- Prendalfin (or something like that, we can’t remember and so just call him Purty) the Elven Monk. He has shoes of striding and springing, a silver short sword, and he punches things a lot. He’s also vaguely racist against humans. Even though he’s CG, the average NPC hates him more than the various criminals and sadists he travels with, because of how he always chides humans for their inferiority to elves. He’s a shadow monk or somesuch and can turn himself invisible or make a small zone of silence a very few times a day.
So, with the addition of two horses, 1d10 loot donkies, and a riding St. Bernard, that’s our group of bold adventurers.
After sleeping in the spooky tavern (or in the case of Nails and Morthwil, in the stables, not knowing they all had rooms for the night), they set off on a five hour tour for the land of Barovia. The module involves a lot of “read this text aloud” boxes to simulate a journey; then the group finds a corpse in the mist, a suspiciously similar gypsy with a suspiciously similar note. Morthwil decides they should stick together and not leave the trail, right before abandoning the others and wandering off into the mists. (He also dealt first blood, shooting a flaming bolt randomly into the mists that pegs Nails in the back.) They are then attacked by worgs, which isn’t much of a threat to 5th-level characters, but leads to an evocative mist-laden combat nonetheless.
After arriving at the near-abandoned town of Borovia in the valley of Barovia, the characters wander around. Ren undergoes a personal montage to fix a fountain at the center of town; Purty tries to sell wolf/worg meat to the shopkeep but is appalled at his inflated prices; Nails investigates some crying but ignores it in favor of going to the Burgomaster’s house. Having found the plot, he discovers the truth: the Burgomaster is long dead, dead of a heart attack. Strahd von Zarovich, local vampire lord, was tormenting his daughter Ireena because Strahd has the hots for her. Also, this land is cursed and dying and you can’t leave it and stuff.
After looking for help, they find only a low-level priest defending a broken church, that mysterious crying they decide is best left ignored, and a group of gypsies at the tavern (including her half-brother). It’s unclear why the gypsies don’t fight to save her—by “her” I mean Ireena, only woman in town—but whatev, they’re gypsies. Probably as likely to steal her firstborn as they are to help fend off creatures of the night. (Yay cultural stereotypes.) The party agrees to help her, and that night they fend off an assault of worgs and bats.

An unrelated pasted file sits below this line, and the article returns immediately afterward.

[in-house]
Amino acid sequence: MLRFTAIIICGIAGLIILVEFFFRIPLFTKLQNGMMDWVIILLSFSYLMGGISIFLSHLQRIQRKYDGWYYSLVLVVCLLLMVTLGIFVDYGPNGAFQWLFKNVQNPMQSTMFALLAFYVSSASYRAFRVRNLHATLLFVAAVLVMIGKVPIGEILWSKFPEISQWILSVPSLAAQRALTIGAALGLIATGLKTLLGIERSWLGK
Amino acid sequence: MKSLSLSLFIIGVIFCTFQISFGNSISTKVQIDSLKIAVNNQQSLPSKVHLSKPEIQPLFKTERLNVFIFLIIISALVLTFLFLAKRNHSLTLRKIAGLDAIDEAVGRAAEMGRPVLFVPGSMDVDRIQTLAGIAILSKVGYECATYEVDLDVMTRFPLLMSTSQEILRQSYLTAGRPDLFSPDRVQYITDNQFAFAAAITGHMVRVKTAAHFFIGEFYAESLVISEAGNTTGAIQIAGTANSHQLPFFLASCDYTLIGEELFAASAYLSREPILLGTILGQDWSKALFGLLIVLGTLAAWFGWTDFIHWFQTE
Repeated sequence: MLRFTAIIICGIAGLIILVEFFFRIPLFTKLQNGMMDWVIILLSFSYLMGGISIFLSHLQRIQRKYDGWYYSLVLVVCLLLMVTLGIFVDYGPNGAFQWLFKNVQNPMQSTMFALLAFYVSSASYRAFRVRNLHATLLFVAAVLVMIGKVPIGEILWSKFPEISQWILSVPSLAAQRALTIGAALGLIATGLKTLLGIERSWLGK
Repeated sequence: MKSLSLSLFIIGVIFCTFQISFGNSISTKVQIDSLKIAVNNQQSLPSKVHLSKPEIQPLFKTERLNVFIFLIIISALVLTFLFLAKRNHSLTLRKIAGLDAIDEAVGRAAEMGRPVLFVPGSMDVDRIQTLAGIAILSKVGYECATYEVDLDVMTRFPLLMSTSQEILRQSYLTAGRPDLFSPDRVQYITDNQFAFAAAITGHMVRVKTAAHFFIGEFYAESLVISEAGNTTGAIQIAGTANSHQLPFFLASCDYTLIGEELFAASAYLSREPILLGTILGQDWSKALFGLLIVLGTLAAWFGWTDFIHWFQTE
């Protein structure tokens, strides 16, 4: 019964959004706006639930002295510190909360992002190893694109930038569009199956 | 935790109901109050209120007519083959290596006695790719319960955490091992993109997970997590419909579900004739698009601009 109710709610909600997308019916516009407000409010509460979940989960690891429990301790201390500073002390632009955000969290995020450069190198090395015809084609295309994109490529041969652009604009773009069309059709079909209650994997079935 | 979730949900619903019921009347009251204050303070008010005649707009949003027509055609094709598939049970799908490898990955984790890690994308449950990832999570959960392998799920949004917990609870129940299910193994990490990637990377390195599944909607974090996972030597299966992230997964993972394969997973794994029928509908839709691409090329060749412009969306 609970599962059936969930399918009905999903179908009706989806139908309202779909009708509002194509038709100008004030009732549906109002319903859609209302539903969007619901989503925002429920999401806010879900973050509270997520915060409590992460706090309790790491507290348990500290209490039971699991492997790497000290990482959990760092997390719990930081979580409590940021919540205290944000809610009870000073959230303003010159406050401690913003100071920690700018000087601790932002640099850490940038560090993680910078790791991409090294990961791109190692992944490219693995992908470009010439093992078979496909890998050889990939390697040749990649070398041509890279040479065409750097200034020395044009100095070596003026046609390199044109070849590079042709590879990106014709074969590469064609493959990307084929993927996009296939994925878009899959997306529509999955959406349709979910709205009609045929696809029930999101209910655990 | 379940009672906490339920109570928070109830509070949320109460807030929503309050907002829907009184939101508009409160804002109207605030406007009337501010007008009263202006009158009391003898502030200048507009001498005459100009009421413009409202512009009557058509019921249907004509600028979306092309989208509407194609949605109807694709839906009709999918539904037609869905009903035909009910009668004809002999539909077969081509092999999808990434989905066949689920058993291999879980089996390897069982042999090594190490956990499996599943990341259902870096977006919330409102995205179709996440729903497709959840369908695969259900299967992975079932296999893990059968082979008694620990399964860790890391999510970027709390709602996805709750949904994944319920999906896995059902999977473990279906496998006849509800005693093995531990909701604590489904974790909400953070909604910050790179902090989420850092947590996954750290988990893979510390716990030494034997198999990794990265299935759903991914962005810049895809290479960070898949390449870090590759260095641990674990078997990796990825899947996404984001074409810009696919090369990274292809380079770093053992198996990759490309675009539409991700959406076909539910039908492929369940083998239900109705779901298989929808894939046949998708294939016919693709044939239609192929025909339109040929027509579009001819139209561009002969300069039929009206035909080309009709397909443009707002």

Starting off the next day, refreshed after a night of worg-slaying, the party sets leaves Ireena in her broken house and venture forth. They meet more gypsies, have their fortunes read, barely understand the prophecies, and continue on. (The prophecies involve a tarot-style draw that randomly determines Strahd’s goals, where powerful objects that weaken him are, and where Strahd can be found. It’s interesting in that it makes the module a bit more replayable, but ultimately does not impact the adventure very much other than determining where the epic loots are dropped.)
Lastly, they find an all-glass carriage drawn by horses with flaming red eyes. With a shrug, Purty, Ren, Morthwil, and Morthwil’s dog get into the glass-bottom carriage ride and are taken off to Castle Ravenloft. (Lightning crashes, horses wicker, etc.) Nails lets out a blistering solo, casting Fly, so that he can ride his horse up to the castle. Ren’s horse and loot donkies are left forgotten, abandoned to wander the valley and become worg chow.
Really, the first session is largely scene-setting; if you wanted to trim this for a convention it’s very do-able, but running it as a campaign is pretty similar to my experiences with other classic OSR modules. There’s a dungeon, but first the characters must stop by the local town, pay the inflated fee for 10-foot poles and iron rations, pick up some rumors or local lore, and then set out into the murder dungeon. It’s the safe lobby you get your bearings in before entering the murder house.
Session the Second